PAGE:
It was midmorning at the preschool and my shift for the day was watching the goldfish pond and the “manipulatables,” which means the various magnetic shapes and blocks that little kids can build stuff with while improving their fine-motor and, hopefully, future geometry skills.
Two boys were tormenting another kid by using their magnets to swipe shapes from his half-finished skyscraper, and as he grew increasingly frustrated, teachers kept advising him to calm down and play somewhere else.
Feeling bad for Tormented Kid’s situation, I briefly considered how to subvert the preschool’s non-intervention policy. This place is all about letting kids work things out amongst themselves, so we aren’t supposed to settle disputes unless someone is getting hurt.
It’s a good system, but my inner nerd raged along with the scrawny budding architect, who kept enduring lectures while having his sand castle knocked down by a couple of sniggering jocks.
But before I could dream up a rescue mission, Angry Kid starts chucking magnetic puzzle pieces into the goldfish pond. Freakin’ Angry Kid, jacking everything up again…
Supervising a pack of toddlers means putting out the biggest fires first, so Tormented Kid was forced to deal with his Skyscraper Invasion himself as I turned my attention to Angry Kid. Fixing my best angry eyebrows, I looked Angry Kid square in the eye and said, “CUT IT OUT.”
He turned white and took off. Hmm, I think I was supposed to say something along the lines of, “I cannot allow you to be destructive to property,” but “CUT IT OUT” felt so much more effective.
Honestly, I’m surprised we don’t deal with more puzzle pieces being chucked into the goldfish pond. Seems to me if you let a bunch of preschool boys loose on a pile of puzzle pieces next to a giant goldfish pond, it’s just a matter of time before goldfish are suffering air assaults.
But before I could contemplate the equation further, another little boy walked up to me, grabbed my hand, and took off running…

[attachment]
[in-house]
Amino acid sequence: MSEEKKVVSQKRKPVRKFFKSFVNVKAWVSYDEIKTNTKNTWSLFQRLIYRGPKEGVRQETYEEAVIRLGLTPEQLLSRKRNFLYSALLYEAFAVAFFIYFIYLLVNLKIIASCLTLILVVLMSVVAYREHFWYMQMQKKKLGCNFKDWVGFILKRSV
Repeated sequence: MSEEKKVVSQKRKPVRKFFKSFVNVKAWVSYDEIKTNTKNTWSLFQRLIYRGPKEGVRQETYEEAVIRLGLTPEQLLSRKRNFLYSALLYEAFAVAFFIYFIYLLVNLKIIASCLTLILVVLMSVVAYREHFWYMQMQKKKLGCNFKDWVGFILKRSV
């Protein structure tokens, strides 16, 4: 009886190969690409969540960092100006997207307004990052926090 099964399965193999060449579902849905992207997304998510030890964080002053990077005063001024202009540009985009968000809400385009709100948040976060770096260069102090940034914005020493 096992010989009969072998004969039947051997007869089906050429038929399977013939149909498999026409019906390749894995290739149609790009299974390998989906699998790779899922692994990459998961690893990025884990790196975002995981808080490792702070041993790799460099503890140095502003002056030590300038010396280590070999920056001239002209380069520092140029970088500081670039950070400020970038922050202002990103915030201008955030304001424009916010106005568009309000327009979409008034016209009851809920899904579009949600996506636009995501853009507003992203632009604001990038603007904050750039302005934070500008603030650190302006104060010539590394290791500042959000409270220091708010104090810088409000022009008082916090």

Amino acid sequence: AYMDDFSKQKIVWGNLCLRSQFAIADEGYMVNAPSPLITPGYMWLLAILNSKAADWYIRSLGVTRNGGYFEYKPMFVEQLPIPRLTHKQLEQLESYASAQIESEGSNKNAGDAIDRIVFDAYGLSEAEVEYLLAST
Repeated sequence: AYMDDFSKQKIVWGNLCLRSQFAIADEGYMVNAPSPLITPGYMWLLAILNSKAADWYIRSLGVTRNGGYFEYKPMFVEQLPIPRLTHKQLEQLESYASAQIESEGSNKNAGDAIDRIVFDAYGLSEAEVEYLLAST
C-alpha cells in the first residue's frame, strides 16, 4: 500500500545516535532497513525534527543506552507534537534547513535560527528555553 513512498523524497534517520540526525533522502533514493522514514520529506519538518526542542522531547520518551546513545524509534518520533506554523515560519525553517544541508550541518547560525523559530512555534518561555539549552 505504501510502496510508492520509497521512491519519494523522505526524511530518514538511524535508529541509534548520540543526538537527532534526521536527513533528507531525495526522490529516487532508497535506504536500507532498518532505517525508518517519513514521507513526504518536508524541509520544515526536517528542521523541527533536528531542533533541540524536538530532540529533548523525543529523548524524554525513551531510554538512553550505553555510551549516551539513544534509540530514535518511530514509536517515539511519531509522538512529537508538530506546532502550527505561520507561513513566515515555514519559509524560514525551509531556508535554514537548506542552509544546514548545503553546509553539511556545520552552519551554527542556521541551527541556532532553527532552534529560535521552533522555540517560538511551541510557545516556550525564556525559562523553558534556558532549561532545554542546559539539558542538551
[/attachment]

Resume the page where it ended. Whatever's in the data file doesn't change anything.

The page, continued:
I was reluctant to leave my post for a second, but curious to see where the kid was going with this and didn’t want to blunt his enthusiasm, so I followed him. Where were we going?
I’d suspected this little boy has a puppy dog crush, since he keeps trying to impress me. I couple of weeks ago, he told me all about his parkour lessons, saying “You should really come see me do my parkour. You’d be impressed.” Later, he made pretend tacos to share with me.
Then last week, he leaned next to me while putting his hand above his head. Stepping back to see that he measured approximately to my hip, he said, “Hmm. Well, I’m much shorter than you now, but I will be taller than you someday, so I can protect you if you come live with me.”
Adorable, these toddler flirtation attempts. He tries to impress me with his physical prowess as well as his ability to protect and provide. Not so different from adult techniques, really.
But I’m thinking this latest attempt is the cutest of all as I fly around the building holding hands with the little boy. He takes me up the stairs and into the hamster-like preschool lofts. He runs me back down and outside, through the pirate ship and back upstairs through a cage bridge, pointing to the view along the way.
We run across the bridge and into another tucked-away toddler room full of dials and levers. He puts my hand on the dials and smiles broadly as I manipulate them. “Fun?” he smiled.
Yes, it’s incredibly fun. I’m pondering how this wouldn’t be a bad move for a grown man. If a guy grabbed your hand and silently led you on a whirlwind fun run of adventure…
Actually, scratch that. If a strange man grabbed my hand on the street and started running, I’d scream my head off in abject terror. This wouldn’t fly in adult society unless you already knew the man well.
But when a four-year-old does it, it’s insanely charming, and for a few minutes, I was four-years-old again myself, breaking free of all responsibilities to just fly in a giddy run from perch to treetop. I started giggling and he smiled back.
Just then, his eyes grew wide. He dropped my hand and took off.
Hmm, kids are fickle, I thought, before shrugging and returning to my post by the goldfish pond. I spent some time negotiating tiny construction projects and pretending not to be freaked out when kids asked to handle the hissing cockroaches contained in our little terrarium.
The kids were unfazed by the bugs, letting them crawl all over their hands and thinking nothing of their threatening hiss. I, on the other hand, shivered at their crawly, pneumatic sputter and was relieved when they were finally returned to their cage.
Shaking off a Mini-Attack of the Willies, I walked into the bathroom to scrub the bug residue off my hands. There sat the little boy who led me on my morning whirlwind flight, with red-rimmed eyes and a towel around his waist. A clothes dryer was thumping.
“I DID NOT PEE MY PANTS!” he yelled, before looking at the floor.
“Of course not. It’s rainy outside and the rain got you wet,” I told him, trying to help salvage the poor kid’s dignity.
He gave me a weak, grateful smile.
Poor little guy. I hope he thinks I believed him.